Title: Universe(s) in a Box
Recently it has become possible to numerically simulate large, representative volumes of the Universe. These cosmological (magneto)hydrodynamical simulations solve for the coupled evolution of gas, dark matter, stars, and supermassive black holes interacting via the coupled equations of self-gravity and fluid dynamics, all within the context of an expanding spacetime.
The IllustrisTNG simulations are the current state-of-the-art in this context. They simultaneously resolve tens of thousands, to millions, of individual galaxies – with properties and characteristics in broad agreement with observational data of real galaxy populations. This enables theoretical studies on galaxy formation and evolution, as well as large-scale structure and cosmology. We have also begun to go beyond TNG, with (i) the “Project GIBLE” simulations that resolve the circumgalactic medium (CGM) of galaxies to unprecedented levels, and (ii) the new “TNG-Cluster” simulation of the most massive virialized structures in the Universe: halos with total mass > 10^15 solar masses.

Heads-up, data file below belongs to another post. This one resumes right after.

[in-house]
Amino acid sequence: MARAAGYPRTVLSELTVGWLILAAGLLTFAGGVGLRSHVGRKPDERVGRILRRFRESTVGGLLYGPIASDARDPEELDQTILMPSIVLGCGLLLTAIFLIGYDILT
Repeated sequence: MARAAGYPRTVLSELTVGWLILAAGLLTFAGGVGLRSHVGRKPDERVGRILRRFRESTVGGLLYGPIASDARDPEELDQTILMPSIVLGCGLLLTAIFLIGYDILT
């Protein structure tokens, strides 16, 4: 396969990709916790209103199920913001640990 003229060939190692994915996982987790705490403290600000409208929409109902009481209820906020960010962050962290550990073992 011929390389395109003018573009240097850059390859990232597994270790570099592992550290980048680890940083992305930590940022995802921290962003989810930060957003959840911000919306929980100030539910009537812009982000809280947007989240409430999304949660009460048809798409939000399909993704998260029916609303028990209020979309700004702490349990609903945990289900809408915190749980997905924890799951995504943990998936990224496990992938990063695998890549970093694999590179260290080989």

I will give a tour of the IllustrisTNG simulations, showcasing the information content and breadth of a virtual Universe. I will describe the modeling required for these simulations, both numerical and physical, and then touch on some recent scientific insights, from TNG, GIBLE, and TNG-Cluster, focusing on the interplay of galaxy formation, feedback, and the gaseous halos (i.e. CGM) of galaxies.